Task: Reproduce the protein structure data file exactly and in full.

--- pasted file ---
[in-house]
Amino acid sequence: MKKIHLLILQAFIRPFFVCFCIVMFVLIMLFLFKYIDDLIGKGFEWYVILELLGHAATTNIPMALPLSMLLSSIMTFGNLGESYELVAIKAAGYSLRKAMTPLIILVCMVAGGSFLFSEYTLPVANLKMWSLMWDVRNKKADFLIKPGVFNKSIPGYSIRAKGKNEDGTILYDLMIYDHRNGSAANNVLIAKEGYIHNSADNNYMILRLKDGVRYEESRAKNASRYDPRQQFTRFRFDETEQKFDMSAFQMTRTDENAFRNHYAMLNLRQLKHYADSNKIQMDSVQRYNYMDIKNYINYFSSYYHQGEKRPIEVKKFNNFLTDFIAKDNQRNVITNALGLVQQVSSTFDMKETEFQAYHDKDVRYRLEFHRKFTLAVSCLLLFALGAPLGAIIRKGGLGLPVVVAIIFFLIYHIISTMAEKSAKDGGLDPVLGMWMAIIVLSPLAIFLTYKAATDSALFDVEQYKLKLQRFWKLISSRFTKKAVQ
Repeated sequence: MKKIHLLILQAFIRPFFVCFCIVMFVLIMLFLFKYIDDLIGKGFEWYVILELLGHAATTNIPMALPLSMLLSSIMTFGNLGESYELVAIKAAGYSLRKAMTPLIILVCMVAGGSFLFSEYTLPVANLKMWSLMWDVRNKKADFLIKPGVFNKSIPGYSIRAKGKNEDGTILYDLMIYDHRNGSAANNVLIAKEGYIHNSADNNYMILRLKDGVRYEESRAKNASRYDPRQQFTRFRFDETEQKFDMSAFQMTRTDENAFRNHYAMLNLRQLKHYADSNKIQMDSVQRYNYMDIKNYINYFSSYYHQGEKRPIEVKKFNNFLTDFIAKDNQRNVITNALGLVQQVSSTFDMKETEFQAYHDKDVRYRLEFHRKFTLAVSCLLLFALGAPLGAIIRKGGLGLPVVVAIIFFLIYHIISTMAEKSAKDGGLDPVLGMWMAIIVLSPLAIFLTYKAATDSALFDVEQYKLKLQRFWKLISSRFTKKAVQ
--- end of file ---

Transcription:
[in-house]
Amino acid sequence: MKKIHLLILQAFIRPFFVCFCIVMFVLIMLFLFKYIDDLIGKGFEWYVILELLGHAATTNIPMALPLSMLLSSIMTFGNLGESYELVAIKAAGYSLRKAMTPLIILVCMVAGGSFLFSEYTLPVANLKMWSLMWDVRNKKADFLIKPGVFNKSIPGYSIRAKGKNEDGTILYDLMIYDHRNGSAANNVLIAKEGYIHNSADNNYMILRLKDGVRYEESRAKNASRYDPRQQFTRFRFDETEQKFDMSAFQMTRTDENAFRNHYAMLNLRQLKHYADSNKIQMDSVQRYNYMDIKNYINYFSSYYHQGEKRPIEVKKFNNFLTDFIAKDNQRNVITNALGLVQQVSSTFDMKETEFQAYHDKDVRYRLEFHRKFTLAVSCLLLFALGAPLGAIIRKGGLGLPVVVAIIFFLIYHIISTMAEKSAKDGGLDPVLGMWMAIIVLSPLAIFLTYKAATDSALFDVEQYKLKLQRFWKLISSRFTKKAVQ
Repeated sequence: MKKIHLLILQAFIRPFFVCFCIVMFVLIMLFLFKYIDDLIGKGFEWYVILELLGHAATTNIPMALPLSMLLSSIMTFGNLGESYELVAIKAAGYSLRKAMTPLIILVCMVAGGSFLFSEYTLPVANLKMWSLMWDVRNKKADFLIKPGVFNKSIPGYSIRAKGKNEDGTILYDLMIYDHRNGSAANNVLIAKEGYIHNSADNNYMILRLKDGVRYEESRAKNASRYDPRQQFTRFRFDETEQKFDMSAFQMTRTDENAFRNHYAMLNLRQLKHYADSNKIQMDSVQRYNYMDIKNYINYFSSYYHQGEKRPIEVKKFNNFLTDFIAKDNQRNVITNALGLVQQVSSTFDMKETEFQAYHDKDVRYRLEFHRKFTLAVSCLLLFALGAPLGAIIRKGGLGLPVVVAIIFFLIYHIISTMAEKSAKDGGLDPVLGMWMAIIVLSPLAIFLTYKAATDSALFDVEQYKLKLQRFWKLISSRFTKKAVQ